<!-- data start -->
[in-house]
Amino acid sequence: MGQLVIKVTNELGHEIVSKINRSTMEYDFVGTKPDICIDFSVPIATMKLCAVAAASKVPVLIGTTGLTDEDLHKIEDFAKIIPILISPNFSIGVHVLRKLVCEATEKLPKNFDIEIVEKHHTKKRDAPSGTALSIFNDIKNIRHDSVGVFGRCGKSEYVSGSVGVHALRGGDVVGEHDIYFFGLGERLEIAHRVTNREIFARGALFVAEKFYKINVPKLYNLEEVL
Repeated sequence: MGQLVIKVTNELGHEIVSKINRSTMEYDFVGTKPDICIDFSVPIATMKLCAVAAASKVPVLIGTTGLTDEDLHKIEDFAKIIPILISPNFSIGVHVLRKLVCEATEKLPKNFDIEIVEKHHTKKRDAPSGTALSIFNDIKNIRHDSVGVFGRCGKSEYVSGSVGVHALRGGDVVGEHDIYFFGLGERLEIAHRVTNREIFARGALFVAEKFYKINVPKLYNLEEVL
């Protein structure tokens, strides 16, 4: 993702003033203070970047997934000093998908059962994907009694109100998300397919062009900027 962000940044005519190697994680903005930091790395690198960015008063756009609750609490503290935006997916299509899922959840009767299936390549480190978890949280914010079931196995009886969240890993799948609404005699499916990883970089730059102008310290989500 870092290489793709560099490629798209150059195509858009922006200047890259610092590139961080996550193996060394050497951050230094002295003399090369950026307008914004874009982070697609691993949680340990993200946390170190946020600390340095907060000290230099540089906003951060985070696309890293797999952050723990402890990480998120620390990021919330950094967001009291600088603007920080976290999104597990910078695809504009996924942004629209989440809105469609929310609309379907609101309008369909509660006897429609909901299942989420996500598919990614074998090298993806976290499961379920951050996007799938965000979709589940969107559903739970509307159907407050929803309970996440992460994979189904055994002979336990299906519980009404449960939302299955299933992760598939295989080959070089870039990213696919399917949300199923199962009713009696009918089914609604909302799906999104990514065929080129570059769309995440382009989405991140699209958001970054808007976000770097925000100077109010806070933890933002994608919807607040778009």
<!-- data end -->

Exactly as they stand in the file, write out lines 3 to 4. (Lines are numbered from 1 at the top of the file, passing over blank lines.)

Repeated sequence: MGQLVIKVTNELGHEIVSKINRSTMEYDFVGTKPDICIDFSVPIATMKLCAVAAASKVPVLIGTTGLTDEDLHKIEDFAKIIPILISPNFSIGVHVLRKLVCEATEKLPKNFDIEIVEKHHTKKRDAPSGTALSIFNDIKNIRHDSVGVFGRCGKSEYVSGSVGVHALRGGDVVGEHDIYFFGLGERLEIAHRVTNREIFARGALFVAEKFYKINVPKLYNLEEVL
């Protein structure tokens, strides 16, 4: 993702003033203070970047997934000093998908059962994907009694109100998300397919062009900027 962000940044005519190697994680903005930091790395690198960015008063756009609750609490503290935006997916299509899922959840009767299936390549480190978890949280914010079931196995009886969240890993799948609404005699499916990883970089730059102008310290989500 870092290489793709560099490629798209150059195509858009922006200047890259610092590139961080996550193996060394050497951050230094002295003399090369950026307008914004874009982070697609691993949680340990993200946390170190946020600390340095907060000290230099540089906003951060985070696309890293797999952050723990402890990480998120620390990021919330950094967001009291600088603007920080976290999104597990910078695809504009996924942004629209989440809105469609929310609309379907609101309008369909509660006897429609909901299942989420996500598919990614074998090298993806976290499961379920951050996007799938965000979709589940969107559903739970509307159907407050929803309970996440992460994979189904055994002979336990299906519980009404449960939302299955299933992760598939295989080959070089870039990213696919399917949300199923199962009713009696009918089914609604909302799906999104990514065929080129570059769309995440382009989405991140699209958001970054808007976000770097925000100077109010806070933890933002994608919807607040778009």